Sorry if you misread my tone - I was simply looking for a little bit more detailed explanation as your first post seemed to contradict itself somewhat.

In any case, a sensor cleaning is in order - I would use either the official Pentax sensor cleaning kit, or PecPads and Eclipse fluid. You can use them to clean the focus screen as well. There are several videos on YouTube that give you step by step instruction (search for "sensor cleaning").

Hope this helps...
06-05-2009, 12:09 AM   #12
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QuoteOriginally posted by Jay Bird Quote
I have thought about this dilemma, and I have not had to use my rocket blower on my sensor yet, just lenses and such. But if you are sucking up ambient air full of dust and particles, then shooting that at your sensor, that does not sound like a good thing.

So how does one "filter" their rocket blower?

Do they make filter attachments?

Should I cover the intake air hole with cheesecloth or something?

Curious minds want to know.
The genuine ones made by Giottos are already filtered.

If you have a generic blower, maybe stuffing a cigarette filter inside the nozzle would help...
06-05-2009, 06:45 AM   #13
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Try the rocket blower. I've had my K10 for years and never needed anything more. Maybe I'm just lucky

Do make sure that you use the sensor cleaning option in the menus, and point the camera down when using the blower as previously mentioned. Also, don't go too crazy with the force, or stick the blower tip inside the camera. I've heard of people causing real problems that way.

Personally, I've never found the K10 dust removal to be much good, so I don't think you're missing much there.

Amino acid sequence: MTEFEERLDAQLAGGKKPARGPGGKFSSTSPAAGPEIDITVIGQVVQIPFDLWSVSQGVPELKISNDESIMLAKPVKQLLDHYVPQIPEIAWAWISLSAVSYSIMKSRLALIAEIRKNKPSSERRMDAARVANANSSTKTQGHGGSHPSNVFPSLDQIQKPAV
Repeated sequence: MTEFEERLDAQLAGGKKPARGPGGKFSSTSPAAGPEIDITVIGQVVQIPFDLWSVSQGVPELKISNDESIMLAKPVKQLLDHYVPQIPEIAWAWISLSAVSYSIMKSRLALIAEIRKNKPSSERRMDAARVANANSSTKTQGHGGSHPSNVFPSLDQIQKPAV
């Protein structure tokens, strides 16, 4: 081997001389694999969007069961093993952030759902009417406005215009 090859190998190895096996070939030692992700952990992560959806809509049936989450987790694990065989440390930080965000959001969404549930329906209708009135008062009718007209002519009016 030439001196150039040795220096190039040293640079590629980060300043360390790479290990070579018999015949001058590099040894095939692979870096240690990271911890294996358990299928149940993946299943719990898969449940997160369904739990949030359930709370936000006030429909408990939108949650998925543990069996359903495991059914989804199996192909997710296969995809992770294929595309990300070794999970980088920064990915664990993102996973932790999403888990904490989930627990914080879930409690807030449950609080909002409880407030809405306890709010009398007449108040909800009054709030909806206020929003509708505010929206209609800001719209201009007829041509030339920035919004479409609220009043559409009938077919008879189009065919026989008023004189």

Good luck!
06-05-2009, 06:56 AM   #14
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It is a very, very poor job done. I'm sorry to see this.

Cleaning yourself is an option, it is not very difficult with the right tools, but perhaps not this time.

There is a small hair in the right top corner, that should go with a blower.
If a blower doesnot get rid of the dirt, the best option is to use wet and dry sweeps.

The only REAL danger is having grains of sand or any other hard and scratching stuff on the sensor surface. Sweeping them would scratch the sensors surface and damage the camera.
Normally the chance of getting that kind of object stuck on the sensor is extremely low, however, since somebody has done this to your camera there is no way telling what it is that's stuck on there.

I'd advise you to:
- Have the camera cleaned professionally this time. It costs 15 here in my local camera shop in Holland.
- Get yourself a proper set of cleaning tools, since this will happen to you again. If you can clean yourself, you will be self supporting when travelling.

Success,

- Bert
06-05-2009, 08:37 AM   #15
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QuoteOriginally posted by bymy141 Quote
The only REAL danger is having grains of sand or any other hard and scratching stuff on the sensor surface. Sweeping them would scratch the sensors surface and damage the camera.
Keep in mind that you're NOT cleaning the sensor itself, but the low-pass filter in FRONT of the sensor, which is a rather hard piece of glass. Scratches are still possible if handled carelessly, but it's a lot tougher than most people think.


QuoteOriginally posted by bymy141 Quote
I'd advise you to:
- Have the camera cleaned professionally this time. It costs 15 here in my local camera shop in Holland.
- Get yourself a proper set of cleaning tools, since this will happen to you again. If you can clean yourself, you will be self supporting when travelling.
This is good advice. I would only add that you should see if the shop that does the cleaning will allow you to watch so you'll have a better idea how to do it next time.